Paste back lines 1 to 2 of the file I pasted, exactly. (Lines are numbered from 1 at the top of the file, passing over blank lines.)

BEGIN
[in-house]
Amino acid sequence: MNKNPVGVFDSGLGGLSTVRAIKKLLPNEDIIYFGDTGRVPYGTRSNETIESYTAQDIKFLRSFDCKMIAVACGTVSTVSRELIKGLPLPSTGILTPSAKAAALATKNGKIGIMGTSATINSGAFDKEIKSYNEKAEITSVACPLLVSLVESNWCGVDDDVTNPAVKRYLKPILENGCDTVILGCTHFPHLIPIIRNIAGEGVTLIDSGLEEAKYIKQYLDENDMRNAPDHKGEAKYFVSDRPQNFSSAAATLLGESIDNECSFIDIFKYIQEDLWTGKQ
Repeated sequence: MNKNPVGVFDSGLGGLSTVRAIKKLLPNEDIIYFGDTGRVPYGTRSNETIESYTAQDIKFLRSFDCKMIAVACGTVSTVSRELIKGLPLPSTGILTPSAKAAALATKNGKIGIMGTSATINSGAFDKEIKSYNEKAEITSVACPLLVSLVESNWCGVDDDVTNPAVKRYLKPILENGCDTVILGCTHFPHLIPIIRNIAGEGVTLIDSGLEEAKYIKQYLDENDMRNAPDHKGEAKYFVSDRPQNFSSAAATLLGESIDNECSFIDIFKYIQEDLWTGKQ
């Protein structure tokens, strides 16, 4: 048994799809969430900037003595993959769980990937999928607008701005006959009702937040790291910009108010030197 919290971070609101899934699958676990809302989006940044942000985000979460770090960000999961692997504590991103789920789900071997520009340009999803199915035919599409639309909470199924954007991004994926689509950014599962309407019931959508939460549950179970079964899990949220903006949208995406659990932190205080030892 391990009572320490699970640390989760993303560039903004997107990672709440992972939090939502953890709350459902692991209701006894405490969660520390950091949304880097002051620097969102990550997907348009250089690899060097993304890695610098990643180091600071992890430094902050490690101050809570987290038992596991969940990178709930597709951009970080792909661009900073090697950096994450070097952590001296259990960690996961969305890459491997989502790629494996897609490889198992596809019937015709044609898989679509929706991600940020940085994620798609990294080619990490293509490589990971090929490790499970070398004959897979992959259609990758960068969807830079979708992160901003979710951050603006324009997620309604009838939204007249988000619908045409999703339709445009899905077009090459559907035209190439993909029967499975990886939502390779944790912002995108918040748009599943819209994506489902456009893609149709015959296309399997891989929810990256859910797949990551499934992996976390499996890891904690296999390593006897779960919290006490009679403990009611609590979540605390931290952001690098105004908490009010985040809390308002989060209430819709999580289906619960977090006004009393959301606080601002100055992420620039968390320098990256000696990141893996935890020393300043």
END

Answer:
[in-house]
Amino acid sequence: MNKNPVGVFDSGLGGLSTVRAIKKLLPNEDIIYFGDTGRVPYGTRSNETIESYTAQDIKFLRSFDCKMIAVACGTVSTVSRELIKGLPLPSTGILTPSAKAAALATKNGKIGIMGTSATINSGAFDKEIKSYNEKAEITSVACPLLVSLVESNWCGVDDDVTNPAVKRYLKPILENGCDTVILGCTHFPHLIPIIRNIAGEGVTLIDSGLEEAKYIKQYLDENDMRNAPDHKGEAKYFVSDRPQNFSSAAATLLGESIDNECSFIDIFKYIQEDLWTGKQ